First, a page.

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Marcus Green #3 Q19 (Thread question)

 
Larry Lecomte
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The question states:
What will happend when you attempt to compile and run the following code?
public class Tux extends Thread{
static String sName = "vandeleur";
public static void main(String argv[]){
Tux t = new Tux();
t.piggy(sName);
System.out.println(sName);
}
public void piggy(String sName){
sName = sName + " wiggy";
start();
}
public void run(){
for(int i=0;i < 4; i++){
sName = sName + " " + i;
}
}
}
1) Compile time error
2) Compilation and output of "vandeleur wiggy"
3) Compilation and output of "vandeleur wiggy 0 1 2 3"
4) Compilation and probably output of "vandelur" but possible output of "vandeleur 0 1 2 3"
The answer says:
4) Compilation and probably output of "vandelur" but possible output of "vandeleur 0 1 2 3"
Why is the answer POSSIBLE output of "vandeleur 0 1 2 3" ? I was sure that this was ALWAYS in the
output, because the thread is NOT a daemon thread...
 
Dave Vick
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Larry
The main Thread and the Thread tux both have the same priority and becasue thread scheduling is OS dependent either one could preempt the other at any time. Or the main Thread could finish running before the tux Thread modifys the String. Because the String starts with the value of vandeleur, vandeleur will alwasy be printed. IF the tux Threads' runs before the main Thread prints the String then the String may not be just vandeleur.
Hope that helps
 
Anthony Villanueva
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Please see this thread.
 
Marcus Green
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Larry, I understand that this question can seem confusing but it covers an important point. No matter how many times you run this code yourself and get the expected result it does not mean that the result you see is guaranteed. The thread related topics on the exam are quite narrow, but you need to understand them well.
 
Ron Newman
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Marcus, would you agree that the following are also possible, though unlikely, outputs from your program?
"vandeleur 0"
"vandeleur 0 1"
"vandeleur 0 1 2"
 
Barkat Mardhani
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Hi Ron:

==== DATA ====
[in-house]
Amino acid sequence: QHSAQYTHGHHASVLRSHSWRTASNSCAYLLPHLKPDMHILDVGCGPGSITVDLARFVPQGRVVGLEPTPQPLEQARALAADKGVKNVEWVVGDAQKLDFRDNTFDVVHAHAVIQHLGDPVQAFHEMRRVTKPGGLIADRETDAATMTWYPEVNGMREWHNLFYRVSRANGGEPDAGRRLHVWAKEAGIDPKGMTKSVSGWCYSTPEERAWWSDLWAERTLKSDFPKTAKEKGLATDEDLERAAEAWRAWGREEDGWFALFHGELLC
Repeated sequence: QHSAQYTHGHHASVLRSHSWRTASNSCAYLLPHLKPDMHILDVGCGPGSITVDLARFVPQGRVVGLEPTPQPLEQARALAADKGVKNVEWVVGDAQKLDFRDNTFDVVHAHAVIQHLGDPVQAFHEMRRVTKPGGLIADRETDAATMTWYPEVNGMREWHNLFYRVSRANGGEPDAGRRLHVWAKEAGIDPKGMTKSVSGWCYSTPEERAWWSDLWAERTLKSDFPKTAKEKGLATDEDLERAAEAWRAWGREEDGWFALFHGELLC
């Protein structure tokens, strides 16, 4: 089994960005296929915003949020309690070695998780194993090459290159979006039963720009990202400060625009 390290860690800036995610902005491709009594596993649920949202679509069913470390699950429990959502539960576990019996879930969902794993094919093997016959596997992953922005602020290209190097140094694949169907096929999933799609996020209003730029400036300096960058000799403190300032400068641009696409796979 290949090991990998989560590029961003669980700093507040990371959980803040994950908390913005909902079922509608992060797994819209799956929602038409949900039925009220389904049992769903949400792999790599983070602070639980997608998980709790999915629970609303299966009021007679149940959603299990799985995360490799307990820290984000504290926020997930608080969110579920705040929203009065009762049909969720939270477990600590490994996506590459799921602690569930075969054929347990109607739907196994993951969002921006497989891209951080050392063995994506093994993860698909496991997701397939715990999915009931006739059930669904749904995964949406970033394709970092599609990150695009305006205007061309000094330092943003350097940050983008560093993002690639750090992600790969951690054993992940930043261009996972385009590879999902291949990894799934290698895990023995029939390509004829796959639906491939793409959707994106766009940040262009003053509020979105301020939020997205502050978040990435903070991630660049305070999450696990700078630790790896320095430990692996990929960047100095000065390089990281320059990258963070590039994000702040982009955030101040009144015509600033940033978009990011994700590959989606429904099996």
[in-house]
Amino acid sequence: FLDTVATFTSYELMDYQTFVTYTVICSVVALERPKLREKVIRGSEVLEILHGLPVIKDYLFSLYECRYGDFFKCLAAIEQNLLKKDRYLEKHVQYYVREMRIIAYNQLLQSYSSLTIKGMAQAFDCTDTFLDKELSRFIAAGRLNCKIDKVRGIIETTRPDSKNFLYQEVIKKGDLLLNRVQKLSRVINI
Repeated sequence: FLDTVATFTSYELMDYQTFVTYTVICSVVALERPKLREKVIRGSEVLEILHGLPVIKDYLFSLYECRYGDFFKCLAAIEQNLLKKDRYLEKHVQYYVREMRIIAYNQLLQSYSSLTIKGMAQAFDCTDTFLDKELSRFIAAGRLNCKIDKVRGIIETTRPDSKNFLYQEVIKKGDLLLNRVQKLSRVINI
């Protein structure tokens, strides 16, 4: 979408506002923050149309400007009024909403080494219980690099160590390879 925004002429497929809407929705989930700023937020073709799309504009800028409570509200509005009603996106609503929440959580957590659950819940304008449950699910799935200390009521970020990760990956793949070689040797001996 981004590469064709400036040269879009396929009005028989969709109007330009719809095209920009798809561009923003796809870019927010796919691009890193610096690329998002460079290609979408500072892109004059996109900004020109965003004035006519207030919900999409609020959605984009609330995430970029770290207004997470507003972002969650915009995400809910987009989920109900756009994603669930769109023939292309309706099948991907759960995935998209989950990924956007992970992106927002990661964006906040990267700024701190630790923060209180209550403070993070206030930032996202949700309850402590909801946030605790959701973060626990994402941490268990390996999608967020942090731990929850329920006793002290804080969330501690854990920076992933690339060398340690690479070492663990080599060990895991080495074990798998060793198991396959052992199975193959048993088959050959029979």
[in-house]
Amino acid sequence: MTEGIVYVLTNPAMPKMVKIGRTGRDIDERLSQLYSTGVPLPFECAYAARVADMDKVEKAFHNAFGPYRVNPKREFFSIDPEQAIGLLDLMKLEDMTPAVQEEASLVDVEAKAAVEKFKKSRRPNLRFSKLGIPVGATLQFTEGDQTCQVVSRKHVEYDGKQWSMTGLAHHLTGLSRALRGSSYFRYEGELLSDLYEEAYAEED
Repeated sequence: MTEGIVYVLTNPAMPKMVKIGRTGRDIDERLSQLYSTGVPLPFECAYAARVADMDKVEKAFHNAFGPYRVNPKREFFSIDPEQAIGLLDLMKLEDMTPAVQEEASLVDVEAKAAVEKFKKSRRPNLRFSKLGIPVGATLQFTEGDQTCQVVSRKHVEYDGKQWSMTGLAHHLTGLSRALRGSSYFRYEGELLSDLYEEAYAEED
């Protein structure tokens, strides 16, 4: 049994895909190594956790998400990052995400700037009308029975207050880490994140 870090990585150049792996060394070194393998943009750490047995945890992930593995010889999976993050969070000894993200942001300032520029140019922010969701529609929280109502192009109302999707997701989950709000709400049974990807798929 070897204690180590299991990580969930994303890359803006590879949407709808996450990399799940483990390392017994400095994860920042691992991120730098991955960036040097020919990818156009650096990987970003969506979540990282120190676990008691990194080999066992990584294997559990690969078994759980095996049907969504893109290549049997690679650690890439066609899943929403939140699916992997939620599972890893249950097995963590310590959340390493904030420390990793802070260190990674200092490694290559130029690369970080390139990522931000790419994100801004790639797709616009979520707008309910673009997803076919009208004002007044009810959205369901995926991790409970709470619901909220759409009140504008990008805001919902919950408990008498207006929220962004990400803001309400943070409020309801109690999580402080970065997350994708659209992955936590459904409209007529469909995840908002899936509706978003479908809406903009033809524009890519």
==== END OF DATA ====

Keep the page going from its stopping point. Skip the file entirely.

I would agree with you. Can we define a string object as syncronized to avoid such output?
[ September 23, 2002: Message edited by: Barkat Mardhani ]
 
Ron Newman
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String is a final class. You can't define a subclass with synchronized methods. Also, String objects are immutable so there is no point to synchronizing access to them.
What you probably want to do instead is synchronize access to the String variable Tux.sName. Since this is a static variable, you'll need either static synchronized methods or blocks that start with "synchronized (Tux.class)" .
[ September 23, 2002: Message edited by: Ron Newman ]
[ September 23, 2002: Message edited by: Ron Newman ]
 
Marcus Green
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Ron, yes I agree those are possible alternative outputs.
 
Barkat Mardhani
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Hi Ron:
q1: String objects are immutable. Are String members also immutable. If yes, why following is allowed:
 
Ron Newman
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This statement creates a new String object whose contents are the two argument strings appended together.
 
Barkat Mardhani
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but sName is class member as well as a string type. So if string are not mutable, class members can not be either...Right?
 
Barry Gaunt
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Hi Barkat,
sName is a reference to a String object.
After sName = sName + "wiggy"; it's the reference
that has changed. It's now pointing to a new String object, as Ron said.
BTW, if sName was final, the new String object could not be assigned to the sName variable.
-Barry
 
Shishio San
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hi,
the sName inside the method refers to the method's argument. The class member sName has been shadowed and it was not affected by the assignment (sName = sName + "wiggy");
 
Barry Gaunt
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Shishio San said: the sName inside the method refers to the method's argument. The class member sName has been shadowed and it was not affected by the assignment (sName = sName + "wiggy");

Exactly Shishio San! The sName inside the method is pointing to the new string, but the member sName is still pointing to the old one.
 
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